This problem of the world has left little shops like the one where I volunteer with an over-abundance of books.

So this leads me to making a list of why physical copies of books should be cherished (note that I’m not saying they’re better, let’s just not get rid of them):

1. They smell good.

2. It’s just nice to physically turn a page.

3. Conversation starter: ex) person sitting next to you on the train sees your book cover “Oh my! I love that book.  Have you gotten to …[insert part of book that you probably haven’t read yet so they’ve just ruined the plot for you].”  Who knows? You might meet the love of your life in that conversation [now you don’t mind so much that they ruined the plot of your book right?]

4. They look pretty on shelves.

5. You can write notes in them.

6. You can loan them to people…for free and with no hassle.

7. Dog-eared pages…it shows love.  [I know this is a debate among book lovers, but c’mon guys, it’s just a corner.  I don’t like those people who fold over the entire page though.  I myself have a system for how I dog-ear so that I know why I dog-eared which I can explain if you’re really interested.]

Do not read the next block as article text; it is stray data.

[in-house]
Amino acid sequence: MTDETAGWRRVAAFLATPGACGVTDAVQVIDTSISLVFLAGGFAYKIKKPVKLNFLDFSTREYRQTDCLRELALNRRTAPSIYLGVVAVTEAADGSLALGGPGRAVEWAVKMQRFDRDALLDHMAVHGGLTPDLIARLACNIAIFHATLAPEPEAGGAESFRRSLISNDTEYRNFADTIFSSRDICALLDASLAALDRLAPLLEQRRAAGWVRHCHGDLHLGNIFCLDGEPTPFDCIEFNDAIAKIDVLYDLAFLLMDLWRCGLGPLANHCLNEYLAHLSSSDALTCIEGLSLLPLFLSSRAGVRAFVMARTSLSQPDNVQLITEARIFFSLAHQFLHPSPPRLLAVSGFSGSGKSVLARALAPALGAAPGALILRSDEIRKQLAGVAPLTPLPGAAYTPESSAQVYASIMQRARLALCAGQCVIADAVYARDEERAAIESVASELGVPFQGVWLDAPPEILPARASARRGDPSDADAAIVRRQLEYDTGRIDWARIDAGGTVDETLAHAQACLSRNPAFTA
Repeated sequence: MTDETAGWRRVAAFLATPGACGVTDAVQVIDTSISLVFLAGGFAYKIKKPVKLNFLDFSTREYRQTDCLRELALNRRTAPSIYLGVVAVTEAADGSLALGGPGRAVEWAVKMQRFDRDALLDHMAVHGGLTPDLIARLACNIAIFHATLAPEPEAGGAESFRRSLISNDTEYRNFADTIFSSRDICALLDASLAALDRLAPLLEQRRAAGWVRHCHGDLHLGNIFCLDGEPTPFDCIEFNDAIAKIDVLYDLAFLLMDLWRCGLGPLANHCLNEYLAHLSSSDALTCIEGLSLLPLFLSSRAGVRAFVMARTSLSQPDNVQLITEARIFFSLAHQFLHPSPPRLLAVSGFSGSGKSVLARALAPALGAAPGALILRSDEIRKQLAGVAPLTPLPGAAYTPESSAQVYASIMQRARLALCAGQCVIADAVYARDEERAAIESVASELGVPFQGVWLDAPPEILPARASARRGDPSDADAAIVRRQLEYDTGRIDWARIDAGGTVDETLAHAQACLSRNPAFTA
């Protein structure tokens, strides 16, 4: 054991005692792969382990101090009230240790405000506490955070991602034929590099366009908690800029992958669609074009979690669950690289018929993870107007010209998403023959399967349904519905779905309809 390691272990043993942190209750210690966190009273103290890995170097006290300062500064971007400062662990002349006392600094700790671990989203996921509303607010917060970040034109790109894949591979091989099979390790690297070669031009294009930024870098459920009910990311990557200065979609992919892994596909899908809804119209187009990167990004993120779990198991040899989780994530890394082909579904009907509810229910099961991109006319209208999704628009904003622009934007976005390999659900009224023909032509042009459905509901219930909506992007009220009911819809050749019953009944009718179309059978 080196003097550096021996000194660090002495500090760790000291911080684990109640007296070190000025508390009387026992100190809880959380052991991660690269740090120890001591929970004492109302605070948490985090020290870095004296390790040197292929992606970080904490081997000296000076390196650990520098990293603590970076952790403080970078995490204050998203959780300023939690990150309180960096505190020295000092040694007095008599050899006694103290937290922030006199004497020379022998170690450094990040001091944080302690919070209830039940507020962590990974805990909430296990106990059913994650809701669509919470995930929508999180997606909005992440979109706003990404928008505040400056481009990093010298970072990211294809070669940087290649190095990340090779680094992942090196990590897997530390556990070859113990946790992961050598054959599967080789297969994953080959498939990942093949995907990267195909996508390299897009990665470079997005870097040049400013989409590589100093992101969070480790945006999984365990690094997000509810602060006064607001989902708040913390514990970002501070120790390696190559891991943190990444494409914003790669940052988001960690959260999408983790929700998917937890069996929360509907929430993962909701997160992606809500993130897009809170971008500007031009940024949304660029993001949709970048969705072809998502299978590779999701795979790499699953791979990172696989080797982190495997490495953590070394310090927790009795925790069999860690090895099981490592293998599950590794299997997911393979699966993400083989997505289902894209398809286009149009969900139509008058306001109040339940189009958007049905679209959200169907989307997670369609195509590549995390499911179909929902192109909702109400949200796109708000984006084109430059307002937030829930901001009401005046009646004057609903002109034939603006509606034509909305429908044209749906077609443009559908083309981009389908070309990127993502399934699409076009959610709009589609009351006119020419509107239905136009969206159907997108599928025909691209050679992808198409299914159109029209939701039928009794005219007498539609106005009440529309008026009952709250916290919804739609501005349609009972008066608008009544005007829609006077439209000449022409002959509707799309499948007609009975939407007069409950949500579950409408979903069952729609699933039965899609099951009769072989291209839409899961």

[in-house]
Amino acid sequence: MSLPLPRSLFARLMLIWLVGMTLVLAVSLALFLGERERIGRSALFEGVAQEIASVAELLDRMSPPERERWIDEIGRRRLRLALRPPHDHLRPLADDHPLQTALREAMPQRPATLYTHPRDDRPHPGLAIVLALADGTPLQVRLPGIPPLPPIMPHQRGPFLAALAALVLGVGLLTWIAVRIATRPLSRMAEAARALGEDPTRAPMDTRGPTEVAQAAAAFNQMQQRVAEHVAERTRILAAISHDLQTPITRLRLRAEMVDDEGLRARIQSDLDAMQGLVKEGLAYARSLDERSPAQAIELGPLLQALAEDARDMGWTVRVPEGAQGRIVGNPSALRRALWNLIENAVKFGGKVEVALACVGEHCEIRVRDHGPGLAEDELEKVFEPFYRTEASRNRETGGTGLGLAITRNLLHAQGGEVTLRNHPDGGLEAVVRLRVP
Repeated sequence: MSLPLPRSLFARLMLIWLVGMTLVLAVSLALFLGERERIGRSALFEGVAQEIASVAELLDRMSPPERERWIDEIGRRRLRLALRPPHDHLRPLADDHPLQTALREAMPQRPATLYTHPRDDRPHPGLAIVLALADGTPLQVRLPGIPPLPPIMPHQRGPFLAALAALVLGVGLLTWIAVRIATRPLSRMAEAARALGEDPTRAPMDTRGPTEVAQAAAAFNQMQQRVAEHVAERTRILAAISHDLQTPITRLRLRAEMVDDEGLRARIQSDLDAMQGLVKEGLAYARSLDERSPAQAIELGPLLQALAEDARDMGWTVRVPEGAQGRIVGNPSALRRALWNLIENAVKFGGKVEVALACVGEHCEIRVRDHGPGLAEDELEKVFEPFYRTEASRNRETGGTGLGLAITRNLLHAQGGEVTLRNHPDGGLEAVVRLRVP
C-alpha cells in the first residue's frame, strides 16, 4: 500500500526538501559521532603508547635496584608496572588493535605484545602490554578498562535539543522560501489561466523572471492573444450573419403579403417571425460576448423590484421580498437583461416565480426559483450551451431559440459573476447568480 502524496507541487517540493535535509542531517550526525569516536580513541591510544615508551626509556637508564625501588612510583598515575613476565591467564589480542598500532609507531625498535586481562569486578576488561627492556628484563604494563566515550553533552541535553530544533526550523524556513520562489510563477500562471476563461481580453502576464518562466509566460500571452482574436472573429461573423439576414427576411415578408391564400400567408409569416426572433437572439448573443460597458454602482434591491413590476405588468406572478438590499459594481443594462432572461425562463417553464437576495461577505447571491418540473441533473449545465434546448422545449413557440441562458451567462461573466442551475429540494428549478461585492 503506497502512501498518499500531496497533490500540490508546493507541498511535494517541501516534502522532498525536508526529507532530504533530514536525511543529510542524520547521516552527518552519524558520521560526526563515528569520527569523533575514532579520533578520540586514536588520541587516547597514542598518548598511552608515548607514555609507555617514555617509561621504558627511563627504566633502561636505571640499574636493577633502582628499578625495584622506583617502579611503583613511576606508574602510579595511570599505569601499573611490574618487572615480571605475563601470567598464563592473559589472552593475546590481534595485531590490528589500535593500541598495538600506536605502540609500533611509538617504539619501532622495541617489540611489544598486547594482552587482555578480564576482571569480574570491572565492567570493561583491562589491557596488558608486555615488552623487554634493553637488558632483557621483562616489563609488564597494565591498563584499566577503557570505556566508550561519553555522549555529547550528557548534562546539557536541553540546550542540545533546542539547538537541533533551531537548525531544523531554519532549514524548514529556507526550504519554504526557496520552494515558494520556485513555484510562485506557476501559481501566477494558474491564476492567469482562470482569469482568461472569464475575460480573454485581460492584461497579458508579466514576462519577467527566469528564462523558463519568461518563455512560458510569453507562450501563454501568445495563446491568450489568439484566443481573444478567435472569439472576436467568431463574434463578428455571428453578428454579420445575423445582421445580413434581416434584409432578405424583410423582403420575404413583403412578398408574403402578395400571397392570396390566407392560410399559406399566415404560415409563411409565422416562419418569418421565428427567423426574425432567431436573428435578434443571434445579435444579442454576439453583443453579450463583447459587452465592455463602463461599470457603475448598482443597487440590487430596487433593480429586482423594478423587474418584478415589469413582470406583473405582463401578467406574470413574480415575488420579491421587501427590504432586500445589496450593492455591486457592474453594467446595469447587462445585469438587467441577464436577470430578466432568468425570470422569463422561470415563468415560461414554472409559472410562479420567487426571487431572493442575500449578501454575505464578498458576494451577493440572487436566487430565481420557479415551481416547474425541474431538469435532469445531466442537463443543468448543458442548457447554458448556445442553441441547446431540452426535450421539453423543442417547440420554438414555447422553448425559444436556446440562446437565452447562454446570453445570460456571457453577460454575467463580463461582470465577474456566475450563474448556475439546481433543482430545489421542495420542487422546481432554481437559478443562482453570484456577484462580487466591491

8. Great place to hide money.

9. Pressing flowers.

10. They make you look smart.  When someone comes over to visit, be sure to pull out your copies of War and Peace or Les Miserables or some other equivalently long book so you can impress your guest with your impressive reading habits.  [Now once they leave, be sure to actually give the book a chance.  I must admit here that I have not read either book mentioned.]

11. They give you a reason to use all those free bookmarks people give you.

12. You can color your favorite passages and put smiles in the margins so that future readers know the best parts.

13. What else are you going to put on those bookshelves?

14. Hide a note in a book, give it someone, and wait for them to be super surprised.  And you’ll know they actually read the book you gave them. [This could also be a way of meeting that special someone, if you wanna be really discrete…and possibly wait a while. Yeah probably not the best method.]

15. We chopped down the trees for a reason.  We might as well enjoy the by-product.

I’m sure there are many more reasons to enjoy books.  Maybe you wanna share a few?  Anyway, please go to your local used book shop or charity shop and pick up some cheap books.  Used books tend to smell better and sometimes you find really cool notes in them [that note from a special someone?].

Happy reading!